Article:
Toward a DNS-enabled Internet for Cities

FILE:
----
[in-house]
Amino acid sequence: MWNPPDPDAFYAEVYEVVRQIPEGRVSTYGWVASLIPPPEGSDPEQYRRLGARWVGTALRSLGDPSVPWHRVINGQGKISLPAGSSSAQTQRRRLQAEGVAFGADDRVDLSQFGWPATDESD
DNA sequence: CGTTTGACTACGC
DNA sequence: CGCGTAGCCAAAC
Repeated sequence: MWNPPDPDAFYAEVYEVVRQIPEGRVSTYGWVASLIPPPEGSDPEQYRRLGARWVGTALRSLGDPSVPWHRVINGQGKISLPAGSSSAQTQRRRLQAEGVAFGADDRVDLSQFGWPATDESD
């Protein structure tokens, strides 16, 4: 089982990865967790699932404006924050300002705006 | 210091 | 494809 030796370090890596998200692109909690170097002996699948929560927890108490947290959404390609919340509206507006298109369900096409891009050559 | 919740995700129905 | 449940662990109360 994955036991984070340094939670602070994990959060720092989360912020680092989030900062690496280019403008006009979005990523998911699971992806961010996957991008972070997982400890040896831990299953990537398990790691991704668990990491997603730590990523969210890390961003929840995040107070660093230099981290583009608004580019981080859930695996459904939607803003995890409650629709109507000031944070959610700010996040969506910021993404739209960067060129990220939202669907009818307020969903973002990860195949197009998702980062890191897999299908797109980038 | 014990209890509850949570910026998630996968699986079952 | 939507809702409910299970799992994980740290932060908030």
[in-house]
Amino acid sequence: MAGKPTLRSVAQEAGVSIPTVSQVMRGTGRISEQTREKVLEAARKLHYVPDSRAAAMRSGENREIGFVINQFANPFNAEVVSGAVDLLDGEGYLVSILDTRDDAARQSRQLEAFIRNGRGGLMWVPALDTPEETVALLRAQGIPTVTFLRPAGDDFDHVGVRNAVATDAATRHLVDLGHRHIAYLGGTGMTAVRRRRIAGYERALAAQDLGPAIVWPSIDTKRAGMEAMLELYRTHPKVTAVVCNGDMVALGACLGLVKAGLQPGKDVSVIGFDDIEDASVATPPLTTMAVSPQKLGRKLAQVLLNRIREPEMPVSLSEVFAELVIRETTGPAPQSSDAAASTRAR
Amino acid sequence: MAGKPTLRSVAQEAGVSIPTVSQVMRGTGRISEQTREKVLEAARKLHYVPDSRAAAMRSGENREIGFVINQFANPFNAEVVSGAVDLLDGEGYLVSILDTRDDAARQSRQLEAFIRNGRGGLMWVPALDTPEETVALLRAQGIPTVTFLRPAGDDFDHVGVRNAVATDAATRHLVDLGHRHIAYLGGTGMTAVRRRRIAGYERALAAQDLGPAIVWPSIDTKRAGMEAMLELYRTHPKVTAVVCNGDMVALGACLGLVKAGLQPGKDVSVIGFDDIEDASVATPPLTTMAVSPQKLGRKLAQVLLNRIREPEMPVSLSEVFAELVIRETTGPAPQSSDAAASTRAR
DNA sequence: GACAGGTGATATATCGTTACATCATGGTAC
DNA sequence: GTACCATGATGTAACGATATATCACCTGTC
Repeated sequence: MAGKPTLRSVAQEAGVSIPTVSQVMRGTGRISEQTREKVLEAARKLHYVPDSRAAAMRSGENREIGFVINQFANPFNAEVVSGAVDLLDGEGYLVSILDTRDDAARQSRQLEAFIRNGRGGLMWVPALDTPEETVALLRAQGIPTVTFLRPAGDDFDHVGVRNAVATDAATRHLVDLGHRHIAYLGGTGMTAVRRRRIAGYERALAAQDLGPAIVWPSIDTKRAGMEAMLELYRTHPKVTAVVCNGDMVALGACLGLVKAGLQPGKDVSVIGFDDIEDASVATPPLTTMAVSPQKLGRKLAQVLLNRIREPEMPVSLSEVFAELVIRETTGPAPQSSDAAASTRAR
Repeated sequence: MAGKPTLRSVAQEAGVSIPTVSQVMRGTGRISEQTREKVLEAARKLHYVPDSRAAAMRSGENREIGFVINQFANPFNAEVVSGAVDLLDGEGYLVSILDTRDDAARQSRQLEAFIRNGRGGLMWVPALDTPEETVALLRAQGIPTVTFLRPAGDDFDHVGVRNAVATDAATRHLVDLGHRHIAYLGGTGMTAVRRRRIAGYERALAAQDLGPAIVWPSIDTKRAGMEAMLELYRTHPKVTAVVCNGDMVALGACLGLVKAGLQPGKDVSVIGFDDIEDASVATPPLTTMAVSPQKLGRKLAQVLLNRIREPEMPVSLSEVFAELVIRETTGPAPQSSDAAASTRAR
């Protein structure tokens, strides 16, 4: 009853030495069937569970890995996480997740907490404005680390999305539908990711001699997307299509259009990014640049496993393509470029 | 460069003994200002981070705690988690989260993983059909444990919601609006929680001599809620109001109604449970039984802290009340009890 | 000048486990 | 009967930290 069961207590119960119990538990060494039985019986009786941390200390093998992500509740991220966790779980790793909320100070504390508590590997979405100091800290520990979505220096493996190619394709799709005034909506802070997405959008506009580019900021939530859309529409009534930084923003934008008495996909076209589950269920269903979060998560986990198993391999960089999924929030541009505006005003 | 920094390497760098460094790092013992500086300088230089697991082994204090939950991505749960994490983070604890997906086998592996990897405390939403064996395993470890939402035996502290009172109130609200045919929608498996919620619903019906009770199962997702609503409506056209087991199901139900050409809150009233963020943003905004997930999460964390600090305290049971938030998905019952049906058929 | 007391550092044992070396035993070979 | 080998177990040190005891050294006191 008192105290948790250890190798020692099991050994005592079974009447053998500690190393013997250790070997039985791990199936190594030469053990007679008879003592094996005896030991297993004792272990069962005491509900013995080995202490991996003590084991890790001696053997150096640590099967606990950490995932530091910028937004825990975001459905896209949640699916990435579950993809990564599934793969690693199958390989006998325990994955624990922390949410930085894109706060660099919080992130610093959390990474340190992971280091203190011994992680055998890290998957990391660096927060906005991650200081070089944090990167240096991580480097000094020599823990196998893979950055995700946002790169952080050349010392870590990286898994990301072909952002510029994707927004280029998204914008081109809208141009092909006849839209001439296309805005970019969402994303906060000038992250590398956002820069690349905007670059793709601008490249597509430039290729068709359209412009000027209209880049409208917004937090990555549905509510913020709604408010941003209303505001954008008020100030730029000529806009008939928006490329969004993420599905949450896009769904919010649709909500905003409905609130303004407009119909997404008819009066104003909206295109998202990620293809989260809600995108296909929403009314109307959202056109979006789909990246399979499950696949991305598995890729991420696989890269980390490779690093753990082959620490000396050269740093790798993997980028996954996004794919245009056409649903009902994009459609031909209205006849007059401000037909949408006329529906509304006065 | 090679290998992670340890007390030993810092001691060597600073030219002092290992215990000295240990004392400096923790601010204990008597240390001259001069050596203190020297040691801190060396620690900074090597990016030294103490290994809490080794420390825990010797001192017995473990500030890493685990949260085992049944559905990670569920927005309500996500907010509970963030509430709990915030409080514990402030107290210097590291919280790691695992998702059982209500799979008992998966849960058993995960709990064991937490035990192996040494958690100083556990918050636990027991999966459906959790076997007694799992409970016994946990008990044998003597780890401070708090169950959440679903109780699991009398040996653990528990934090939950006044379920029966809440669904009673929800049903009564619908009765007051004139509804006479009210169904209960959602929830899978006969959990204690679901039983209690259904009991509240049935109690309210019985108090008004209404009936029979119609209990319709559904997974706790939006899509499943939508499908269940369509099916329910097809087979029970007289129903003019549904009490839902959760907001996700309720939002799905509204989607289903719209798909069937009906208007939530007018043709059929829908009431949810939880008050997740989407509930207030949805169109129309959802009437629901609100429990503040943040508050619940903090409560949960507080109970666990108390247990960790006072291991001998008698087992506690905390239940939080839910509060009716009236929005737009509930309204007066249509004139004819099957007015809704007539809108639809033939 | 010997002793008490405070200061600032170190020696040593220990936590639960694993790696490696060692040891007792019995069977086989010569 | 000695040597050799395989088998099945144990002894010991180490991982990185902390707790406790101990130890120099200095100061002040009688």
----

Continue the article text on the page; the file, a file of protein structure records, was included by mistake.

Comments by Thomas Lowenhaupt, Connecting.nyc Inc. I sent an Update to Connecting.nyc Inc.'s supporters on August 6 highlighting the ICANN Paris meeting and its adoption of a New TLD Policy. I reported that we were 95% of the way toward the institutionalization of a clear and fair process for issuing city-TLDs. And that the remaining 5% was fine tuning of the RFP. Later that day I received an email from ICANN entitled "Updates to New gTLD Program Implementation" that led me to think that last 5% might be harder to achieve than I'd expected. The ICANN's August 6 Update referenced Economic Case for Auctions in New gTLDs, a paper prepared by ICANN staff and its "auction design consultant" PowerAuctions LLC. The paper purports to discuss the auction, lottery, and comparative evaluation options for selecting TLD developers in situations where there's more than one interested party. The paper was written by an auction company and came to the obvious conclusion. It's as believable as "Coca-Cola Research Labs Final Report: Coke better than Pepsi!" Thinking this preposterous, and curious as to how a paper by an auction company could be presented in a leading role in a decision making process of such import, I posted a Point of Information request to the designated ICANN list requesting clarification and context with regard to the document. (See http://forum.icann.org/lists/auction-consultation/msg00001.html.) But I've not received a response to my Point of Information, nor to my follow up emails and phone calls. And I'm still scratching my head; this can't be "the paper" to start an informed conversation on the question of auction vs. comparative evaluation. However, having not been provided with the requested context, prudence demands that I assume there's more to this Auction paper than seems logical, and so an explanation as to our concerns about an "auction" process follows. My concern is absolutely fundamental. For if the recipient of the .nyc TLD is to be decided by auction, we will loose. And our hope of finally having the opportunity to put the full capabilities of the Internet - and that includes the DNS - to address the cities current needs and future growth opportunities, will be lost. The reasons for this seem obvious and have been covered in many of the other postings responding to this ICANN Update. But perhaps I should retell from a New York City perspective. One of the things New York City needs is a multitude of "connections" to fill cracks in its communications infrastructure. Some of these are recent and still mostly invisible, a scoliosis of sorts, that result from the Internet's lack of DNS resources for cities. (See "Towards City-TLDs in the Public Interest - A White Paper" at http://www.openplans.org/projects/campaign-for.nyc/towards-city-tlds-in-the-public-interest for more on this.) But most of these "cracks" arose because of an industrial era information infrastructure that catered to, and thrived on, a 90-mile radius broadcast "market," where local needs were addressed only when catastrophe identified them. It's just the way the world was. We see the DNS-enabled Internet providing the .nyc TLD as a public interest resource that's central to the city's growth on a variety of fronts for the foreseeable future: to benefit neighbor to neighbor communication, to foster neighborhood stability, the detailing of cultural history and facilitating its evolution, for initiating city-wide education efforts on the ways of the Net, for invigorating civic life, health outreach and delivery, and the multitude of activities that define city life. And to this list one must add such TLD fundamentals as good domain names for our huge small business and creative sectors. The "auction" problem arises because the imagination, creativity, invention, civic reorganization, and application of resources that will enable our applying the DNS-enabled Internet's healing powers to our local needs will only develop slowly. This will be a generational change. We've begun taking steps to reach into every corner of society to see how a city-TLD can bind and build an even greater New York. But these developments will take time to add diversity, scope, and value to the Internet and our city. And it's impossible for a civic-oriented, long range, slow build TLD of this sort to compete with the financial "value" other schema will provide -- "Hey buddy, want to buy Brooklyn-Bridge.nyc?" Our bid for .nyc would pale next to an operation designed around a quick sell-off of the global popularity and panache our city today possesses. And if the ICANN announces that the primary criteria for a successful .nyc bid is financial "value," it will attract a cadre of applicants to which "community" means a clever "community benefits package" that in reality turns out to be payoffs to a select few. What the ICANN needs to do is acknowledge that there are entities called cities. That the DNS's historic neglect of these environmentally efficient locals, where more than ½ the earth's population now live, must end. The ICANN needs to recognize that cities have special needs that can be addressed by TLDs. And the ICANN needs to establish criteria and processes for judging the best application for this important civic resource.